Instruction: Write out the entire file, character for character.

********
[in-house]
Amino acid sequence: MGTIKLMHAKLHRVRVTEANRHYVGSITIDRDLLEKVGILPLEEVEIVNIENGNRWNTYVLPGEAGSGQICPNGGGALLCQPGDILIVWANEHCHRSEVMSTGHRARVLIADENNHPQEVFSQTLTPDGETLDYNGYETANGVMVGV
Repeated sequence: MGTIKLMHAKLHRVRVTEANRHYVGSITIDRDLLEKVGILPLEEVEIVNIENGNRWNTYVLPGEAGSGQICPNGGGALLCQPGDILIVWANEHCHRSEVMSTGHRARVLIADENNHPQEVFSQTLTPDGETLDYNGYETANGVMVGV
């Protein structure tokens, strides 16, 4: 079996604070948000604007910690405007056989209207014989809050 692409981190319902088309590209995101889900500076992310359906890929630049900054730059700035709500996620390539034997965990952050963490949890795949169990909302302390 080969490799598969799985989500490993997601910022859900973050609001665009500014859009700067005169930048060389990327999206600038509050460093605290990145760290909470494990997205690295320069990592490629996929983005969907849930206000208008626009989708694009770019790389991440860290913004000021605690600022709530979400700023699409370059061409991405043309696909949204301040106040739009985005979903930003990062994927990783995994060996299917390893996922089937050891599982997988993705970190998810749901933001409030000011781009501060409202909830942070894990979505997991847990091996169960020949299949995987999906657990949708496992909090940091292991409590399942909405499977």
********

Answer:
[in-house]
Amino acid sequence: MGTIKLMHAKLHRVRVTEANRHYVGSITIDRDLLEKVGILPLEEVEIVNIENGNRWNTYVLPGEAGSGQICPNGGGALLCQPGDILIVWANEHCHRSEVMSTGHRARVLIADENNHPQEVFSQTLTPDGETLDYNGYETANGVMVGV
Repeated sequence: MGTIKLMHAKLHRVRVTEANRHYVGSITIDRDLLEKVGILPLEEVEIVNIENGNRWNTYVLPGEAGSGQICPNGGGALLCQPGDILIVWANEHCHRSEVMSTGHRARVLIADENNHPQEVFSQTLTPDGETLDYNGYETANGVMVGV
């Protein structure tokens, strides 16, 4: 079996604070948000604007910690405007056989209207014989809050 692409981190319902088309590209995101889900500076992310359906890929630049900054730059700035709500996620390539034997965990952050963490949890795949169990909302302390 080969490799598969799985989500490993997601910022859900973050609001665009500014859009700067005169930048060389990327999206600038509050460093605290990145760290909470494990997205690295320069990592490629996929983005969907849930206000208008626009989708694009770019790389991440860290913004000021605690600022709530979400700023699409370059061409991405043309696909949204301040106040739009985005979903930003990062994927990783995994060996299917390893996922089937050891599982997988993705970190998810749901933001409030000011781009501060409202909830942070894990979505997991847990091996169960020949299949995987999906657990949708496992909090940091292991409590399942909405499977």